Tag Archives: Still Image

John Stezaker Awarded the 2012 Deutsche Börse Photography Prize

For more than 30 years, artist John Stezaker has used found images as his primary medium. In his compositions, black-and-white studio portraits become surreal two-faced beings; elsewhere, a woman’s face is replaced by the crashing white waves of an illustrated postcard. These collages, which use classic movie stills, vintage postcards and book illustrations, are sliced and re-arranged into entirely new forms—they’re simple constructions, but Stezaker’s eye for the uncanny makes them powerful.

On Sept. 3, Stezaker was awarded the 2012 Deutsche Börse Photography Prize, which recognizes a significant contribution to the medium of photography through exhibition or publication, for his presentation of photographic collages last year at the Whitechapel Gallery in London.

The £30,000 prize (about $48,000) is organized by The Photographers’ Gallery in London. “Stezaker’s work has been influential on a new generation of image-makers,” said Brett Rogers, the Director of The Photographers’ Gallery, in a statement. “Within the vastness of today’s image flow, Stezaker has managed to resurrect the power and uncanny mystery inherent in the still image using traditional photographic strategies, most especially collage.”

Stezaker’s exhibition at Whitechapel showcased work from the 1970s until today.

“I am dedicated to fascination—to image fascination, a fascination for the point at which the image becomes self-enclosed and autonomous. It does so through a series of processes of disjunction,” Stezaker said in a statement from Whitechapel.

John Stezaker is a London-based artist. See more of his work here.

An exhibition of the artists shortlisted for the Deutsche Börse Photography Prize 2012 is on display at The Photographers’ Gallery, London until Sept. 9.

Aperture, Chris Boot @ LOOK3 Festival

According to Time Magazine’s LightBox, “The very day after the 2011 LOOK3 Festival of the Photograph ended, this year’s guest curators—National Geographic photographer Vincent Musi and Washington Post visuals editor David Griffin—started to put together the slate of artists who will appear [for the 2012 iteration.]” This weekend, the visions of Musi and Griffin come to fruition as Charlottesville, Virginia plays host to LOOK3 Festival of the Photograph 2012.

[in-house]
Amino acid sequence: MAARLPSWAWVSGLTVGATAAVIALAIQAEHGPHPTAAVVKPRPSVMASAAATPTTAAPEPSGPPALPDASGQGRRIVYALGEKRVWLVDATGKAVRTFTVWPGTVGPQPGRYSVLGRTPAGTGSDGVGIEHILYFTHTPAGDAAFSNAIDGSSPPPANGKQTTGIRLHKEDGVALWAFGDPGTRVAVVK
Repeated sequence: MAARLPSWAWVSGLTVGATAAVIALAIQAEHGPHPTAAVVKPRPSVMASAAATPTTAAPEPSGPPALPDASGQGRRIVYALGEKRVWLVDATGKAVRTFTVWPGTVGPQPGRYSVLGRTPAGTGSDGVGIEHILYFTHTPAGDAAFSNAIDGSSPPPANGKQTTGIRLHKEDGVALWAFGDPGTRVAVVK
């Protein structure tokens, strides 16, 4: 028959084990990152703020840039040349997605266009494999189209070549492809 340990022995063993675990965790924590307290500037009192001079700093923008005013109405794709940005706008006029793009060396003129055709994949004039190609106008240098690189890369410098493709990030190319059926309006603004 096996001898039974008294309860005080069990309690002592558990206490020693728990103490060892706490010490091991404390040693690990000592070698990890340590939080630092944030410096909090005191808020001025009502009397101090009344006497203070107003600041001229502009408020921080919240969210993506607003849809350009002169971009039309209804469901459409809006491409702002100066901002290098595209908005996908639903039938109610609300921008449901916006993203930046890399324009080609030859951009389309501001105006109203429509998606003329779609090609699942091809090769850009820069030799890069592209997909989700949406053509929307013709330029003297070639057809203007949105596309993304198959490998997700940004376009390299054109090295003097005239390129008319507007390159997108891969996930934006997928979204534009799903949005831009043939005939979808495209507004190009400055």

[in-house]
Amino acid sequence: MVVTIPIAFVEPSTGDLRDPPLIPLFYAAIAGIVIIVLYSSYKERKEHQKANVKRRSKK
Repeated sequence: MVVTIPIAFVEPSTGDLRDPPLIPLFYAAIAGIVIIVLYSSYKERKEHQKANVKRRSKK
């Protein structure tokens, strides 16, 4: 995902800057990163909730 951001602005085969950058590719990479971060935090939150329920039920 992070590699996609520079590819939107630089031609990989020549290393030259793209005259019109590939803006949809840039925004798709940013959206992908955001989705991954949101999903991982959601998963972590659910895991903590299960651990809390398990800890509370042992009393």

LOOK3 Festival of the Photograph returns June 7 through 9. Pinned as a “celebration of photography, created by photographers, for those who share a passion for the still image,” LOOK3 is sponsored by BD, National Geographic magazine, and Canon USA, and hosted this year along Charlottesville, VA’s Downtown Mall. The Festival features exhibits and on-stage appearances of three “INsight” photographers, as well as exhibitions, outdoor projections, workshops and interviews over three days and nights.

INsight artists Alex Webb, Donna Ferrato, and Stanley Greene will be featured in 2012, three artists who have met the standards of having produced a significant body of work, and who are understood to possess the capacity to inspire others in the field. The weekend’s masters talks will be given by Ernesto Bazan, Hank Willis Thomas, Lynsey Addario, Bruce Gilden, Robin Schwartz and Camille Seaman, as well as Aperture Foundation’s Executive Director Chris Boot, whose more than 25 years in photography has yielded countless books commissioned, edited or published since 1984.